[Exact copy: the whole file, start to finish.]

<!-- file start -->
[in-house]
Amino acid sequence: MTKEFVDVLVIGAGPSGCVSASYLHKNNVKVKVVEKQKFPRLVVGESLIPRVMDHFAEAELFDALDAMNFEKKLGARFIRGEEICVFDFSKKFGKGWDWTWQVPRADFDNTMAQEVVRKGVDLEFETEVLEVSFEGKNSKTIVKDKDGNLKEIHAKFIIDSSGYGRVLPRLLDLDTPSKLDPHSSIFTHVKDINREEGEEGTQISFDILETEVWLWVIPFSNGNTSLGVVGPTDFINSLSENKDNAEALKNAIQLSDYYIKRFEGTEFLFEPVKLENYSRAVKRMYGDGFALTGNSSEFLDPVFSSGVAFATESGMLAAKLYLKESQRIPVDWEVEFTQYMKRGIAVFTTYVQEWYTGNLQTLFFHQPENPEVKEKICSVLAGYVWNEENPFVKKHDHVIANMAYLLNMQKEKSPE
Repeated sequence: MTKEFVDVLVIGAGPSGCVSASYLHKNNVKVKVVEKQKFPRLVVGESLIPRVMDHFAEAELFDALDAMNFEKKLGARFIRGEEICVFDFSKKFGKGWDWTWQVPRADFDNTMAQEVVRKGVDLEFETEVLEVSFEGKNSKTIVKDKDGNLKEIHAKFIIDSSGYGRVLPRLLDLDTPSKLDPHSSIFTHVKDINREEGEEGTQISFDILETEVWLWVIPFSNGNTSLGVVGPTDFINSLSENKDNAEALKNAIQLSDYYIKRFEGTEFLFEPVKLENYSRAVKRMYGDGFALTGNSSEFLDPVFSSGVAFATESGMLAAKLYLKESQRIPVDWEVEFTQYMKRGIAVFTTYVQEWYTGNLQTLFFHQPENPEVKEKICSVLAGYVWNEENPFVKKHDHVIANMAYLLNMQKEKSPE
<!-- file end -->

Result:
[in-house]
Amino acid sequence: MTKEFVDVLVIGAGPSGCVSASYLHKNNVKVKVVEKQKFPRLVVGESLIPRVMDHFAEAELFDALDAMNFEKKLGARFIRGEEICVFDFSKKFGKGWDWTWQVPRADFDNTMAQEVVRKGVDLEFETEVLEVSFEGKNSKTIVKDKDGNLKEIHAKFIIDSSGYGRVLPRLLDLDTPSKLDPHSSIFTHVKDINREEGEEGTQISFDILETEVWLWVIPFSNGNTSLGVVGPTDFINSLSENKDNAEALKNAIQLSDYYIKRFEGTEFLFEPVKLENYSRAVKRMYGDGFALTGNSSEFLDPVFSSGVAFATESGMLAAKLYLKESQRIPVDWEVEFTQYMKRGIAVFTTYVQEWYTGNLQTLFFHQPENPEVKEKICSVLAGYVWNEENPFVKKHDHVIANMAYLLNMQKEKSPE
Repeated sequence: MTKEFVDVLVIGAGPSGCVSASYLHKNNVKVKVVEKQKFPRLVVGESLIPRVMDHFAEAELFDALDAMNFEKKLGARFIRGEEICVFDFSKKFGKGWDWTWQVPRADFDNTMAQEVVRKGVDLEFETEVLEVSFEGKNSKTIVKDKDGNLKEIHAKFIIDSSGYGRVLPRLLDLDTPSKLDPHSSIFTHVKDINREEGEEGTQISFDILETEVWLWVIPFSNGNTSLGVVGPTDFINSLSENKDNAEALKNAIQLSDYYIKRFEGTEFLFEPVKLENYSRAVKRMYGDGFALTGNSSEFLDPVFSSGVAFATESGMLAAKLYLKESQRIPVDWEVEFTQYMKRGIAVFTTYVQEWYTGNLQTLFFHQPENPEVKEKICSVLAGYVWNEENPFVKKHDHVIANMAYLLNMQKEKSPE